Victorians can expect to gasp through another day of toxic smoke, which is expected to last until at least Wednesday afternoon.
Hazardous air quality alerts will remain in place after smoke from the East Gippsland and New South Wales fires brought so many dangerous levels of fine particles to Melbourne on Tuesday that for a time the city recorded the world’s worst air quality.
A cool change is forecast to move across the state on Wednesday afternoon, bringing a reprieve from the smoke haze and helping disperse the bushfire smoke.
But Victorians will have to wait until Thursday for the air quality to even reach a moderate rating, meaning players preparing for next week’s Australian Open will have to again battle through smoke at Melbourne Park.
A number of players complained about the conditions on Tuesday, including Australian Bernard Tomic, who sought medical treatment during his first round loss when he struggled to breathe.
It’s expected the smoke will continue to shut down pools, beaches and force the closure of some workplaces. Flights were cancelled on Tuesday and passengers may experience further disruptions until the haze clears.
For one Melburnian, conditions have become so unbearable he is packing his bags and flying to Germany for some respite.
‘I avoid going outdoor at all costs’
Sam (who did not wish to use his real name) has been struggling to go about his normal life without coughing fits because of the bushfire smoke that’s continued to engulf the city.
Despite strapping on a P2 face mask whenever outside, Sam can’t seem to shake the persistent tickle in his throat. But that’s not all.
“Like many other people, I have experienced heavy coughing, difficulties to breathe, throat irritation, burning eyes,” he told The New Daily.
Remaining in Melbourne is no longer an option for the engineer.
“Due to the smoke, I had to change my work activities and cancel appointments in my day-to-day life, business meetings, friend catch up, gym and my birthday plans,” he said.
“I avoid going outdoor at all costs if I notice that I start coughing on my way to work.”
When he does make it outside, a masked Sam can’t help but notice the odd looks he gets from strangers.
He’s now loading his belongings into a suitcase and checking for available flights to Germany where he can continue the rest of his work until the air quality in Melbourne returns to normal.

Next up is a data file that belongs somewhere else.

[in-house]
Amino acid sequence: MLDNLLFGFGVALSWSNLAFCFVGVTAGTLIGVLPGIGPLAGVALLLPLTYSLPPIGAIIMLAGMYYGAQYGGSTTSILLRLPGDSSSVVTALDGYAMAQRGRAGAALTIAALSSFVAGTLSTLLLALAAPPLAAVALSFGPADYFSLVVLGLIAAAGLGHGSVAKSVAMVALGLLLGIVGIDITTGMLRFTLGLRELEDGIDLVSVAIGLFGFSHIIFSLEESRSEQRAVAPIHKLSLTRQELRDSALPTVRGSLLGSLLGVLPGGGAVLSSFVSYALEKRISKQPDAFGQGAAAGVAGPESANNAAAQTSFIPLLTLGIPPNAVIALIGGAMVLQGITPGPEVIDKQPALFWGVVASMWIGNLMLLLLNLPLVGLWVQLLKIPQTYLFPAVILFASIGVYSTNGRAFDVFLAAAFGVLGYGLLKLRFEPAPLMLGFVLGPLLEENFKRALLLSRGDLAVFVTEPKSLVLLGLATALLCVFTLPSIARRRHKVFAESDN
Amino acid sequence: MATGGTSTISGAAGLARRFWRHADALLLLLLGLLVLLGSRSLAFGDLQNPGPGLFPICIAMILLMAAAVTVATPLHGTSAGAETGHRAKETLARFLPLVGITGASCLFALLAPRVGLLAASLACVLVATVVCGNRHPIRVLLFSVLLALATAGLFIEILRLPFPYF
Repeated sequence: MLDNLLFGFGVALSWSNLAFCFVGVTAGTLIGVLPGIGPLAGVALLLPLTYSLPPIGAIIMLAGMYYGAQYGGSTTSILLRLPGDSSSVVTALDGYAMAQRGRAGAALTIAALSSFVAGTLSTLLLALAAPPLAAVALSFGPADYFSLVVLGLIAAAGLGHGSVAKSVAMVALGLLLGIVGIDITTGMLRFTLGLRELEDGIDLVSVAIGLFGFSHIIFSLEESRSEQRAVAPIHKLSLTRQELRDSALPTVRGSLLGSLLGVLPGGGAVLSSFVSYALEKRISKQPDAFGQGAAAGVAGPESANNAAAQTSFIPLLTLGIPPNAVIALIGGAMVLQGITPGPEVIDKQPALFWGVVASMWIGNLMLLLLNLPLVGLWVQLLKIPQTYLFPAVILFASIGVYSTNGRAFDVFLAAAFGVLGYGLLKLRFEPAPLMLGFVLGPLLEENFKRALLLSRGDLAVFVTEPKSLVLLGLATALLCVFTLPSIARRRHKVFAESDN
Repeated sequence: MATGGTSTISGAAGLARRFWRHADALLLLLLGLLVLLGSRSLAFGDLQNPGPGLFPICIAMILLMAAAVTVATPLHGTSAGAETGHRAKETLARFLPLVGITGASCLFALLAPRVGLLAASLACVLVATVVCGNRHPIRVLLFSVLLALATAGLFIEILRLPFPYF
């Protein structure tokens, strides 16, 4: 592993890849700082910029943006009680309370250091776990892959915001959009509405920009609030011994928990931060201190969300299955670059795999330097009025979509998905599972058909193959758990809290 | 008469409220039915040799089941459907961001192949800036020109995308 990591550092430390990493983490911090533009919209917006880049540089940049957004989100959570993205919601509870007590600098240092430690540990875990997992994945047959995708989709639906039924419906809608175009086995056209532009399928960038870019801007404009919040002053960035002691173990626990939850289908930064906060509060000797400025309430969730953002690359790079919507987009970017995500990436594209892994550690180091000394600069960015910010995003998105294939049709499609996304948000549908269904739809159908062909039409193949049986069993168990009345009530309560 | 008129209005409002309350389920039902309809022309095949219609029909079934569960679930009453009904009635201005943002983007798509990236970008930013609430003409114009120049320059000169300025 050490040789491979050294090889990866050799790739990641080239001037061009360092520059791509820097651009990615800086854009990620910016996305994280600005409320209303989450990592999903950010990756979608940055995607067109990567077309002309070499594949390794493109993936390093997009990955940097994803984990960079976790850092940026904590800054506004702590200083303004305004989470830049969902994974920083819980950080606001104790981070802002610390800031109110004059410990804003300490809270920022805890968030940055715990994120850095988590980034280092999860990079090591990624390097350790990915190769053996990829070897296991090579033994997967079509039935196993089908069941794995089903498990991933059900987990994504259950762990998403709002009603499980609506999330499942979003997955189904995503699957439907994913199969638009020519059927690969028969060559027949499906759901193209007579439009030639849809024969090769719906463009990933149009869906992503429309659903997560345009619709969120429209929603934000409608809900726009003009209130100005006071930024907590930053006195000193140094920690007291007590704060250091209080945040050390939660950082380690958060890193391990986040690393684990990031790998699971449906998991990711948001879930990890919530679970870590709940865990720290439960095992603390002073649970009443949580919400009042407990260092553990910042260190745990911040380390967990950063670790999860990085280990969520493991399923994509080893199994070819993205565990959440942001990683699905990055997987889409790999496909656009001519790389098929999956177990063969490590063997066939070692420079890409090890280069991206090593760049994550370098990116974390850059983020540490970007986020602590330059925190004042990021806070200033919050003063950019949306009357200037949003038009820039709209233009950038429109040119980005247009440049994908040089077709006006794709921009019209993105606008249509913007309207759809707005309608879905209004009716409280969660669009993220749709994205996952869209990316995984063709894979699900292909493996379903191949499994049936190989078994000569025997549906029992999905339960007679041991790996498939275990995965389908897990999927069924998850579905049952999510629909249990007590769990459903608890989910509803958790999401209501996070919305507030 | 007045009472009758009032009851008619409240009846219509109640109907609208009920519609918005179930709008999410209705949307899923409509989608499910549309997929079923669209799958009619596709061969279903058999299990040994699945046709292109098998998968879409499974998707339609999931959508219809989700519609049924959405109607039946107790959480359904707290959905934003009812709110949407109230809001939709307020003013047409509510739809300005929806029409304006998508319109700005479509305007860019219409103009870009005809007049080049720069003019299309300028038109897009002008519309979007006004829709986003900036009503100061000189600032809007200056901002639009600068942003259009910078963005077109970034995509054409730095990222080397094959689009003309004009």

“When you reach the hazardous air quality range anyone can develop symptoms,” Chief Health Officer Brett Sutton said on Tuesday.
“There can be eye, nose and throat irritation, people can have a cough develop or worse, or even wheeze.”
Asthma can be deadly – and authorities are stressing that even people who have not had it before could suffer in the smoke.
Bushfire smoke from nearby fires in NSW is believed to have triggered Courtney Partridge-McLennan’s fatal asthma attack on November 28 last year.
Family of the 19-year-old revealed this week that her body was found the following morning. She had her phone torch on as if she had been looking for something, her sister told the ABC, and her ventolin medication was nearby.
University of Melbourne air quality expert Dr Gabriel da Silva is urging people to take precautions whenever they see or smell smoke. All smoke is toxic, she said.
Cool change brings rain
Health authorities expect the air quality to bounce between the “very poor to hazardous range” until at least Wednesday afternoon, with a top temperature of 34 before a late change that’s set to bring rain.
— Melbourne Crimewatch 2020 (@ButtComedicTho) January 13, 2020
The Bureau of Meteorology said cooler conditions would remain for Victoria until the weekend, with maximum temperatures in the low 20s.
But rain and thunderstorms accompanying the cool change will hardly help firefighters battling blazes in the state’s east and northeast.
Less than 5mm of rain and thunderstorms are forecast for fire-affected areas, bringing dry lightning that could spark new fires.
Central Victoria could see between 5mm and 15mm of rainfall.
Reprieve for NSW firefighters
NSW can expect rainfall totals of 30 to 80 millimetres from Thursday, with strong falls possible for fire grounds in the Snowy Mountains, southwest of Sydney and South Coast regions.
The Bega Valley Shire Council said it would work with the RFS to manage any impacts caused by the deluge, particularly on sediment runoff into waterways.
“Weather predictions indicate conditions are favourable over the next week for the containment effort,” the council posted on its Facebook page.
Firefighters have welcomed the forecast as the best news in months but the Bureau of Meteorology said the rain could be a “double-edged sword”.
“Hopefully some of this heavy rainfall will fall over fire sites and help control or even extinguish fires,” meteorologist Sarah Scully said on Tuesday.
“But it’s a bit of a double-edged sword because heavy rainfall and gusty thunderstorms bring the potential for flash flooding, particularly in the burnt-out areas of NSW and Victoria which are now vulnerable to land slips and trees coming down.”
The fire service has been working closely with the SES, NSW Police and the Bureau of Meteorology to track the location of the heaviest falls.
Despite the easing conditions, fire danger ratings are still high for large parts of NSW on Wednesday.